WASHINGTON, (Reuters) – U.S. President George W. Bush will hold White House talks with a top leader of Iraq’s majority Shi’ites on Monday and will also meet the country’s Sunni vice president next month, U.S. officials said.
The scheduled talks appeared to signal more direct engagement by Bush, following a crisis summit with Prime Minister Nuri al-Maliki in Jordan on Thursday, to help calm sectarian violence in Iraq.
The White House said on Friday Bush will meet Shi’ite leader Abdul Aziz al-Hakim for “an exchange of views and a discussion of important issues facing Iraq today.” Hakim heads the SCIRI movement, whose armed wing, the Badr Brigade, has been accused of running death squads, an allegation it denies.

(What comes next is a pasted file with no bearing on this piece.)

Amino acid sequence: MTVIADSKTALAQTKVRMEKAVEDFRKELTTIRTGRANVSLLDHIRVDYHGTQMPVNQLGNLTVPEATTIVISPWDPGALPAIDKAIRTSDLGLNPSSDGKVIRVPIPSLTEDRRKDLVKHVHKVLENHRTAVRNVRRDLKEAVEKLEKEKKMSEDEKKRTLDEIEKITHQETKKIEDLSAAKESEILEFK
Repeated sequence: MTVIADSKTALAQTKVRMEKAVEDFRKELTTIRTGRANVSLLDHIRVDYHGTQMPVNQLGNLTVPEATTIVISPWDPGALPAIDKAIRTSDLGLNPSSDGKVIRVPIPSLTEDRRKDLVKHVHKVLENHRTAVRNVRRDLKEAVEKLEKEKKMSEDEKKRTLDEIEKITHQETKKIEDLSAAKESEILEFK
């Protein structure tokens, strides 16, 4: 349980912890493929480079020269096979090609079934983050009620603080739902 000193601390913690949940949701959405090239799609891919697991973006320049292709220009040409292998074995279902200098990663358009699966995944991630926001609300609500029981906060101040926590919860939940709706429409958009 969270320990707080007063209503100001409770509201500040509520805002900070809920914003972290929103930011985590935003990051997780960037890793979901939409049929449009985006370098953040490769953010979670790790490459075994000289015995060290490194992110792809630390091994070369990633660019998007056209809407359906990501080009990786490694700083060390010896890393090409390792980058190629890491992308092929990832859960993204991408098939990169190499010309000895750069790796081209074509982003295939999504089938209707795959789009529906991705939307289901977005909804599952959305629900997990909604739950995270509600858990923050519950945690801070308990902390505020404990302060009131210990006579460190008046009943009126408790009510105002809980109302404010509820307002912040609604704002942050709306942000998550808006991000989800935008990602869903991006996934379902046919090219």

Bush will meet Sunni Vice President Tareq al-Hashemi next month, an administration official said, but gave no further details.
Bush, under pressure for a change of course in Iraq, is awaiting a report on Wednesday by a bipartisan commission led by former Secretary of State James Baker, which is expected to urge a gradual withdrawal of U.S. combat troops in Iraq.
While Maliki received strong backing from Bush in Amman, the Iraqi leader remains under pressure to get tougher with Sunni insurgents and Shi’ite militias that have created virtual no-go zones in Baghdad and are blamed for thousands of deaths.
SCIRI, The Supreme Council for the Islamic Revolution in Iraq, was founded in Iran in 1982 and is part of the United Alliance, a grouping of Shi’ite Islamist parties that won a near majority in the parliament elected in December.
Minority Sunnis have accused SCIRI’s Badr organization, which is believed to have many members in Iraq’s new police force, of carrying out assassinations.